This phase, then, would be characterized by how little information about the world is processed, taking that data “as it comes”. That is, there would be an absence of abstract thought.

2. Second childhood

At the age of 8, children’s brains are practically the same size as those of adults; it is at this age that should begin formal education , according to Stanley Hall. However, he believed that primary and secondary education should be a preparation for life in society rather than focusing on traditional subjects such as mathematics.

This author claimed that incomplete development of reasoning makes pre-teens amoral and prone to cruelty. The role of adults during this period should be to care for the child’s physical health, not so much to try to develop a moral conscience or acquire skills and knowledge.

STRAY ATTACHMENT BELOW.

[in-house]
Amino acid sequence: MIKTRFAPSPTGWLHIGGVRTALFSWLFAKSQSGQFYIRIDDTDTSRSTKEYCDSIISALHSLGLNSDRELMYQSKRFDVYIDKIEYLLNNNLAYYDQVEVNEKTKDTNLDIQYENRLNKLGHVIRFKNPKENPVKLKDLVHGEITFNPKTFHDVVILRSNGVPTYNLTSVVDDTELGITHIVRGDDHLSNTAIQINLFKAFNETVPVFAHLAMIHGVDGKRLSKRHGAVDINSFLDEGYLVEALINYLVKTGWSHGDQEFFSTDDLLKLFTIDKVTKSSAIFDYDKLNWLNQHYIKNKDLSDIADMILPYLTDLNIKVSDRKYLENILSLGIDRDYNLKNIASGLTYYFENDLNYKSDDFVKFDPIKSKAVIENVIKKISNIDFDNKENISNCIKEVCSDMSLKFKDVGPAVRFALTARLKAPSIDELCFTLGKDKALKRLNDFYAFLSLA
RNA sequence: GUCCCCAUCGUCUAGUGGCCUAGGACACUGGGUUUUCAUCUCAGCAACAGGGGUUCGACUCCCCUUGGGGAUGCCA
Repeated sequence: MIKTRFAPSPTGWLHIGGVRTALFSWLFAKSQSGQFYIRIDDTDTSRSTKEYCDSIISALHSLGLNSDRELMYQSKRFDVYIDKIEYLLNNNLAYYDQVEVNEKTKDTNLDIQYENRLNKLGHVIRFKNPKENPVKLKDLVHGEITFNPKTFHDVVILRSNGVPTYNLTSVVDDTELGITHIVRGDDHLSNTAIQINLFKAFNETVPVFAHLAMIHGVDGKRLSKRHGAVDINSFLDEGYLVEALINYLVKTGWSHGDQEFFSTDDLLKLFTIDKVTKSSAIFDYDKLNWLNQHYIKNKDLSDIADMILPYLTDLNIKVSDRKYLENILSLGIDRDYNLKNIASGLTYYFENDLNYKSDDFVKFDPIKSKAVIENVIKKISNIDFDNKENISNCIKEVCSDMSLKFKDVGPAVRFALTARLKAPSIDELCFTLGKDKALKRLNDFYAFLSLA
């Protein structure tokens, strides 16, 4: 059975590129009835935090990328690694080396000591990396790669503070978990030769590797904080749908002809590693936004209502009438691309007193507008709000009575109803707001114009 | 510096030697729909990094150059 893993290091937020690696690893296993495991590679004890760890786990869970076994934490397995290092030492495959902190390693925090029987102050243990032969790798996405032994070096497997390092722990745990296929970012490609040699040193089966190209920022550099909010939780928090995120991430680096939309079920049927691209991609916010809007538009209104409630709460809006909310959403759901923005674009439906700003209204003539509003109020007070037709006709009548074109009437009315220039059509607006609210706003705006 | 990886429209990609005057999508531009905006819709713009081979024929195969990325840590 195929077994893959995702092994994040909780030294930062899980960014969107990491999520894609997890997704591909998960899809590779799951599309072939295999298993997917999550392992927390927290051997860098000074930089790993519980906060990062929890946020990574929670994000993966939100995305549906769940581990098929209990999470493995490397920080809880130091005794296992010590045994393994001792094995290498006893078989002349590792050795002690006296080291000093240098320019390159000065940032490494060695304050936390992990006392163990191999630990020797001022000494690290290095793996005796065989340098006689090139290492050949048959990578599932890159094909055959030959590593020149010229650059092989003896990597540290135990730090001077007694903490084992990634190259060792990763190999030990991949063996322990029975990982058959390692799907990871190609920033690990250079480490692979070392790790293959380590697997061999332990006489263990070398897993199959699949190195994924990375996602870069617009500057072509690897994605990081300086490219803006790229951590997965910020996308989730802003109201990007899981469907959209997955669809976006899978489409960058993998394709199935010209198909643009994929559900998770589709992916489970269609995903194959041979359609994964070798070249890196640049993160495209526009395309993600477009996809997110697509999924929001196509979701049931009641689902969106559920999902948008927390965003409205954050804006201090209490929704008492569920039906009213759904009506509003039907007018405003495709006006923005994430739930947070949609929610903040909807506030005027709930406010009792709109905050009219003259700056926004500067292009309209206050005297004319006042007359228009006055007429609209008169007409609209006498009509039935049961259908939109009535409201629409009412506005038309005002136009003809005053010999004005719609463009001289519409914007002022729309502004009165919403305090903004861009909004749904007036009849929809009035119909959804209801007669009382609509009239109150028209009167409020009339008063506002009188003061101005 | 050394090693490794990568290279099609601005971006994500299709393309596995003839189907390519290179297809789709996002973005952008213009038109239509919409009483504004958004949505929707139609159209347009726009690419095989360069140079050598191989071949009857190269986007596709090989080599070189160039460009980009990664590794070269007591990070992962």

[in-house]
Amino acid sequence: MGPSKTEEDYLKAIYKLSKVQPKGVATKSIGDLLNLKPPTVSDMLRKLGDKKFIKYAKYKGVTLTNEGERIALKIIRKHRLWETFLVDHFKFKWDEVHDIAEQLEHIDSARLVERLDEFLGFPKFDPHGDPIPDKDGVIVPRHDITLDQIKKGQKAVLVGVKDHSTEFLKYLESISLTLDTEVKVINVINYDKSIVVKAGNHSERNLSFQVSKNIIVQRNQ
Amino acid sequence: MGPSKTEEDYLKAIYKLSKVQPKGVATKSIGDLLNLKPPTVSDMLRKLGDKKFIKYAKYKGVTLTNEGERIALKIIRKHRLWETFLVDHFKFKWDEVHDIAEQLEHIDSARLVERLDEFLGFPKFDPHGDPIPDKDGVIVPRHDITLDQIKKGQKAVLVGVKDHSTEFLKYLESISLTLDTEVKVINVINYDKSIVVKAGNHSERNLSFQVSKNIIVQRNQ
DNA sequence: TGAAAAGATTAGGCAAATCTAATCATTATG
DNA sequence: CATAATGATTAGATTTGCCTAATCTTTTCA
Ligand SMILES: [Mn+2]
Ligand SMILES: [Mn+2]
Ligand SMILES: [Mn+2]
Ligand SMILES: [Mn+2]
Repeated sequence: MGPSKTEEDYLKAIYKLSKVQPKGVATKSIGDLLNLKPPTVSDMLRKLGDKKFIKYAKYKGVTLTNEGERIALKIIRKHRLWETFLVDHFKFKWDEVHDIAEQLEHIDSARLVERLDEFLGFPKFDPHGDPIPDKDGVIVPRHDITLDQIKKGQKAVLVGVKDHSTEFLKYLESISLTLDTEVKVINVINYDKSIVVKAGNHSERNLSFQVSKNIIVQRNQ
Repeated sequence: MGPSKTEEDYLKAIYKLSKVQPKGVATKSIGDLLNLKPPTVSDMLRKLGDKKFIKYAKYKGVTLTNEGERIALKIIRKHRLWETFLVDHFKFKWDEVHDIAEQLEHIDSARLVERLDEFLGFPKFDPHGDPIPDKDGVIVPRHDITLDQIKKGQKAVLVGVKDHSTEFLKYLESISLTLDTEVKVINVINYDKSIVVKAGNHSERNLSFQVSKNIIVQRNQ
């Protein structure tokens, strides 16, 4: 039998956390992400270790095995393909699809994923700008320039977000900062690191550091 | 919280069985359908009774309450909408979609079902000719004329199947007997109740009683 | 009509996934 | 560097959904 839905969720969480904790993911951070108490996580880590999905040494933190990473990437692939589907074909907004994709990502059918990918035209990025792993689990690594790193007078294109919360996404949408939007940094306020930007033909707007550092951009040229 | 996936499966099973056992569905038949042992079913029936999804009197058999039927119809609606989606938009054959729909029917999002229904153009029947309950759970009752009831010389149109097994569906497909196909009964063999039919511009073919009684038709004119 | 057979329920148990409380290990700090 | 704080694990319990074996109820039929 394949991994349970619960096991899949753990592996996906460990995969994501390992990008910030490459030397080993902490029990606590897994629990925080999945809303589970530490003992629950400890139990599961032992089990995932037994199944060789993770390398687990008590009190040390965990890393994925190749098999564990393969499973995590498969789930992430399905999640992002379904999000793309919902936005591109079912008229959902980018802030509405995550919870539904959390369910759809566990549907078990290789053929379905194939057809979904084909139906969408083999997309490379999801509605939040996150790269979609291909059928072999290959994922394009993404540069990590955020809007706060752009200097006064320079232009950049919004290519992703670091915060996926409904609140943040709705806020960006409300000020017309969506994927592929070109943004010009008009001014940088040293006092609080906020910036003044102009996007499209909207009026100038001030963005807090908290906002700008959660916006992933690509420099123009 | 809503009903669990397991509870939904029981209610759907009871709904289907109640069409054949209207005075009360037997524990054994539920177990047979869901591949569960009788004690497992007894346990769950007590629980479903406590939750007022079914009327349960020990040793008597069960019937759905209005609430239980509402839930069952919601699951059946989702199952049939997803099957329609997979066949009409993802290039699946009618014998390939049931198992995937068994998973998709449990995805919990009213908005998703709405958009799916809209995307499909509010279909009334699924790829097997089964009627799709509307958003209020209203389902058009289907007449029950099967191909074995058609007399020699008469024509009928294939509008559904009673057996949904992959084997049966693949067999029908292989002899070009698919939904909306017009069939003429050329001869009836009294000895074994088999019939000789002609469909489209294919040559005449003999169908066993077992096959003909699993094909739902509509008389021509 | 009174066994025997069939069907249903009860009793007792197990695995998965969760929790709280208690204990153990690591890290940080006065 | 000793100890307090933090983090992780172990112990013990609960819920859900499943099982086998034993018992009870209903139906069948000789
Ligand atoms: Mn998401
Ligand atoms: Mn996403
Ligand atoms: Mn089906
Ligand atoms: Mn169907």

3. Adolescence

Like Freud, Stanley Hall was one of the first psychologists to argue that in adolescence sexuality becomes a central aspect of life . Because of this, he promoted education separated by sexes in order to favour the learning of morality and the tools for life in society, now possible due to the maturation of reasoning.

This was one of those situations in which psychology was mixed with politics, and of course, many criticisms appeared due to the lack of foundation of the ideas that emerged from psychoanalysis and due to the educational consequences of establishing a separation of these characteristics.

The Legacy of Stanley Hall